Study: Divorce May Increase Your Child’s Risk for Obesity

You already know that divorce can take a toll on your child's emotional health. Now, new research shows that it can also affect his physical health by making him more at risk for excessive weight gain — and boys are especially susceptible.

Researchers say stress and unhealthy coping strategies may be to blame, because kids may enter a cycle of emotional eating and decreased activity. Boys may feel additional stress as they attempt to take on the role of "man of the house."

Other contributing factors include less supervision at home, single parents being too time-pressed to prepare nutritious meals, and parents indulging kids with decadent foods during weekend visits.

To conduct their study, which was published June 4 in BMJ Open, researchers looked at 3,000 third-graders in Norway and found that boys from divorced families were 63 percent more likely to be overweight or obese than the boys whose parents stayed married. Overall, 19 percent of the children studied were overweight and nearly 9 percent were obese.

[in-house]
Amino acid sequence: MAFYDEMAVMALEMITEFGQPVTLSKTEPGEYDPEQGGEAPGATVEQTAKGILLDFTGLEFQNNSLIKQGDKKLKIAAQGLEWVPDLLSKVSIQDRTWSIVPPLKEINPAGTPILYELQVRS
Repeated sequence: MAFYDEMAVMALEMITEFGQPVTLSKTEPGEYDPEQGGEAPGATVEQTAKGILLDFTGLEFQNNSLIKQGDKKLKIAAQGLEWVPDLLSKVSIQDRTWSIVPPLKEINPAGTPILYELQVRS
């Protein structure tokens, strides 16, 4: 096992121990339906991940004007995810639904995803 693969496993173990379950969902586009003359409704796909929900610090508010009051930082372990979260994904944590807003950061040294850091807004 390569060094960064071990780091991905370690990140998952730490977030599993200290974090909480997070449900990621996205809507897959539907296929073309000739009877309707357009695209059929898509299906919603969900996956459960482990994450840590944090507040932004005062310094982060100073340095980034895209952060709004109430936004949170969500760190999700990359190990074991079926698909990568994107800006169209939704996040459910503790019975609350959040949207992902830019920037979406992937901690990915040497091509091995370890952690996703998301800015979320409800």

The researchers cautioned that while they found an association between divorce and weight gain in children of both genders, they cannot say definitively that divorce is the cause without knowing lifestyle factors such as diet and exercise habits.

David Katz, MD, director of the Yale University Prevention Research Center in New Haven, Connecticut, says that the risk of weight gain in kids after divorce is one more piece of the obesity epidemic — but it's not the sole factor.

"For the majority of people living in the modern world — adults and children alike — getting fat is easy and remaining lean is hard," he says.

Dr. Katz adds that divorce likely compounds a vulnerability to obesity, and specific attention to this issue might help empower those affected to resist temptation and obvious pitfalls. Whatever their composition, he says that families need to "eat healthy and be active as a matter of routine."

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